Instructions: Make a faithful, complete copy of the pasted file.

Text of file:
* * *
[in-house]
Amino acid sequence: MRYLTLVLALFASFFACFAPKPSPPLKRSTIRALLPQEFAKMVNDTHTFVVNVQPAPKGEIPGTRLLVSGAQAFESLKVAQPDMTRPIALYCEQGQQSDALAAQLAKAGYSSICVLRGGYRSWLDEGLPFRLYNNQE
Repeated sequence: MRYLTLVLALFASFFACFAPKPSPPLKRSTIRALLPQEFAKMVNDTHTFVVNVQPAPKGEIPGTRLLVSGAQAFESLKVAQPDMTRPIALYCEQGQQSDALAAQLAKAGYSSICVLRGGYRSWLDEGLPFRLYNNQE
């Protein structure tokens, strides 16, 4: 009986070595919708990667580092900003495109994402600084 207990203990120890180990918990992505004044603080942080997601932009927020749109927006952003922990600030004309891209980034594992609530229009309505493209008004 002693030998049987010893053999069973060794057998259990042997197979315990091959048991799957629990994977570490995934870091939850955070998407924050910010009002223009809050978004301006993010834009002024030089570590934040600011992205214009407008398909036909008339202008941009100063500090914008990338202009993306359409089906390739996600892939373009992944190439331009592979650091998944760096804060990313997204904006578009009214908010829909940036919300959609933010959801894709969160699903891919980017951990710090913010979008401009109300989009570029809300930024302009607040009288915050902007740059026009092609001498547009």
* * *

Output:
[in-house]
Amino acid sequence: MRYLTLVLALFASFFACFAPKPSPPLKRSTIRALLPQEFAKMVNDTHTFVVNVQPAPKGEIPGTRLLVSGAQAFESLKVAQPDMTRPIALYCEQGQQSDALAAQLAKAGYSSICVLRGGYRSWLDEGLPFRLYNNQE
Repeated sequence: MRYLTLVLALFASFFACFAPKPSPPLKRSTIRALLPQEFAKMVNDTHTFVVNVQPAPKGEIPGTRLLVSGAQAFESLKVAQPDMTRPIALYCEQGQQSDALAAQLAKAGYSSICVLRGGYRSWLDEGLPFRLYNNQE
């Protein structure tokens, strides 16, 4: 009986070595919708990667580092900003495109994402600084 207990203990120890180990918990992505004044603080942080997601932009927020749109927006952003922990600030004309891209980034594992609530229009309505493209008004 002693030998049987010893053999069973060794057998259990042997197979315990091959048991799957629990994977570490995934870091939850955070998407924050910010009002223009809050978004301006993010834009002024030089570590934040600011992205214009407008398909036909008339202008941009100063500090914008990338202009993306359409089906390739996600892939373009992944190439331009592979650091998944760096804060990313997204904006578009009214908010829909940036919300959609933010959801894709969160699903891919980017951990710090913010979008401009109300989009570029809300930024302009607040009288915050902007740059026009092609001498547009």